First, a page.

Born and raised in Istanbul, I had to wave goodbye to my hometown at the tender age of 15 as I moved to a land called far far away -aka USA. The more I traveled around and the more people I met, the better I realized the historical importance Istanbul had and the sad fact that I didn’t even have a good knowledge of its offerings. I mean, of course I always knew that tourists from all around the world would flock in to Istanbul, regardless of the season but I honestly didn’t quite understand what the fuss was about.
13 years later, when I decided to move back to Istanbul, I was ready to find out.
During the era when the Ottoman Empire ruled a great portion of the world, Istanbul served as the capital of this great empire. It was also one of the main arteries of world commerce thanks to its geographical situation and its ports. So, it goes without a saying that, Istanbul is very rich in historical artifacts.
Many of the historical sites from the Ottoman era are located within the “Tarihi Yarımada” portion of the city, which literally means “Historical Peninsula“. This area holds many museums, ancient malls and marketplaces that are still in use, an underground cistern with sculptures, mosques which are architectural wonders, a huge palace (duuuuuh!) and a special mosque that was converted from a Byzantine church.
This mosque-converted church was my first touristic destination as I arrived in Istanbul. Ayasofya (in Turkish) or Hagia Sophia (in Latin) was built betw. 532-537 by the order of Justinian the 1st, the Byzantine emperor. The name Aya Sofya (Hagia Sophia) takes its roots from the Ancient Greek and it means Holy Wisdom which is one of the 3 names and qualities attributed to God in Orthodox belief.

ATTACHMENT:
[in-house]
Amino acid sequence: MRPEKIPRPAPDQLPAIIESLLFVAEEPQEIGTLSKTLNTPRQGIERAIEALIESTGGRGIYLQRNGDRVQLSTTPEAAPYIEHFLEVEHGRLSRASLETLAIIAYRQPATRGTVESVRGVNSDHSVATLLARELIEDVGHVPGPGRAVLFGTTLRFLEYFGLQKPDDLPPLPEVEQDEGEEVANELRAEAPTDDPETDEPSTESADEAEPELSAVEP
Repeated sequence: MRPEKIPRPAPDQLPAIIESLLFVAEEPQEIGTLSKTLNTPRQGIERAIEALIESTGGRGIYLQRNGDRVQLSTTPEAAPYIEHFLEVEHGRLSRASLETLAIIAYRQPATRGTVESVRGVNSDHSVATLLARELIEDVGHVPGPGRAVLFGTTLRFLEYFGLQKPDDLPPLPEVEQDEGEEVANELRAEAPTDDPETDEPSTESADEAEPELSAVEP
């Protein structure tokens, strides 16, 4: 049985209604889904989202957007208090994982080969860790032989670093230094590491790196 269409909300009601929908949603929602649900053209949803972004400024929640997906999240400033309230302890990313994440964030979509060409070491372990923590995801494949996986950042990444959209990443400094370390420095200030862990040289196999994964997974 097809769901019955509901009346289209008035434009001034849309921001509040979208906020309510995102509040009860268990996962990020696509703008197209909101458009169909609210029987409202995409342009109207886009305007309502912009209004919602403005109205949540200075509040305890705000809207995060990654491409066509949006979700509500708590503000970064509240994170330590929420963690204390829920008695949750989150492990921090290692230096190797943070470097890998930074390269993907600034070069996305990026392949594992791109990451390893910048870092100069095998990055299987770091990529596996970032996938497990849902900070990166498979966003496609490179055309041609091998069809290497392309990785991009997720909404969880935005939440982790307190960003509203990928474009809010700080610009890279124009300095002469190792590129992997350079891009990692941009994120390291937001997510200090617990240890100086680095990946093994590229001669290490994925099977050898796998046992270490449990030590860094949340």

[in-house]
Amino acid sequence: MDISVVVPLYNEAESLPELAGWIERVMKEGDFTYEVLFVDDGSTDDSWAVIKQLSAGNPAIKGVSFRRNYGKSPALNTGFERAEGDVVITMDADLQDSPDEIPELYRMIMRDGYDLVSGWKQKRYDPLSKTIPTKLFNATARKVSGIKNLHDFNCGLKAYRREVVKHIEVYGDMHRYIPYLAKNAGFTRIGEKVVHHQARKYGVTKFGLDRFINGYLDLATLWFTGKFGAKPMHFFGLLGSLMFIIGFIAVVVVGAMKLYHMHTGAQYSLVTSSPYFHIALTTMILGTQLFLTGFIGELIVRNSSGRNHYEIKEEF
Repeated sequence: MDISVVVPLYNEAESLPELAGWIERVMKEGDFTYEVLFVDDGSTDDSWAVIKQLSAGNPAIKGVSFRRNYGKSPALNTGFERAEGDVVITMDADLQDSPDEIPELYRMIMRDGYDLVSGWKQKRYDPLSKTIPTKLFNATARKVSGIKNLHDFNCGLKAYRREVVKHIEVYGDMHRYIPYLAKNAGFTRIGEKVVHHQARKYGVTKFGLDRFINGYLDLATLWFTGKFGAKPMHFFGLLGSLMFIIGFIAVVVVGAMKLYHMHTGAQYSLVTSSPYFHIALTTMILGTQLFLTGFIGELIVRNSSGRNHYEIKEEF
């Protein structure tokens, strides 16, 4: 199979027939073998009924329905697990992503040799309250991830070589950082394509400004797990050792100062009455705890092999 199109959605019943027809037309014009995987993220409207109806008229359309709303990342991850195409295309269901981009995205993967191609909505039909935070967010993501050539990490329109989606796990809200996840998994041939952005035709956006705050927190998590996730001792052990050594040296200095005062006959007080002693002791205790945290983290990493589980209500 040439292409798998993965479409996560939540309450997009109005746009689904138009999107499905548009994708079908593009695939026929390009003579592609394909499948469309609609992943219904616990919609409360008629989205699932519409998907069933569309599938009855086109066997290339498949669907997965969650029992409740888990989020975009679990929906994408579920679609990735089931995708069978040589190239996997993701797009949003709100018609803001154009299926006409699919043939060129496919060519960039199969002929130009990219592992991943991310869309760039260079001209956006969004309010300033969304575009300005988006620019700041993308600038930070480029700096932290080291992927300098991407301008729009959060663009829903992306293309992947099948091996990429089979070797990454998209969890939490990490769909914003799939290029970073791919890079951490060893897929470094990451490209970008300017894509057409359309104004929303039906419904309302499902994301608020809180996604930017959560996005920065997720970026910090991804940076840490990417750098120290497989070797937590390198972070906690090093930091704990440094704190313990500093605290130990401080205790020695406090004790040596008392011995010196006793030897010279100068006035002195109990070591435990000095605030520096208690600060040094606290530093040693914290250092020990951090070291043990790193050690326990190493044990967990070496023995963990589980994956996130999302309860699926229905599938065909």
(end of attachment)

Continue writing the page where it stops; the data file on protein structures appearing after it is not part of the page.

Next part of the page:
Constructed in the city center, this patriarchal basilica happened to be the worlds largest cathedral for nearly a thousand years. It’s meanest if dome will leave you in awe once you look at it while you mind the era it was built in. I still can’t wrap my mind around the idea of how they built such a large and high dome with the lack of modern technologies!
When the Ottoman emperor Sultan Mehmet II conquered the Byzantine city of Constantinople and renamed it as Istanbul, the fate of Hagia Sophia has changed too and a new era started for her as an imperial Ottoman mosque named Aya Sofya. For nearly 500 years, Aya Sofya served as one of the most important mosques, it shut down its doors to religious services under the governance of the Republic of Turkey. It then opened its doors in 1935 as a museum where millions of people from all around the world visit each year.
Aya Sofya is one of the most important tourist sites of Turkey and it’s a must see whether you are visiting in Istanbul or happen to live here. Beautiful architecture and the artwork indoors are nothing short of amazing. After absorbing this magnificent structure and its royal history, I suggest you let it all sink in while you are sipping some Turkish coffee at the museums cafe under the ancient sycamore trees. You need this coffee break because you still have a lot to see in the Historical Peninsula…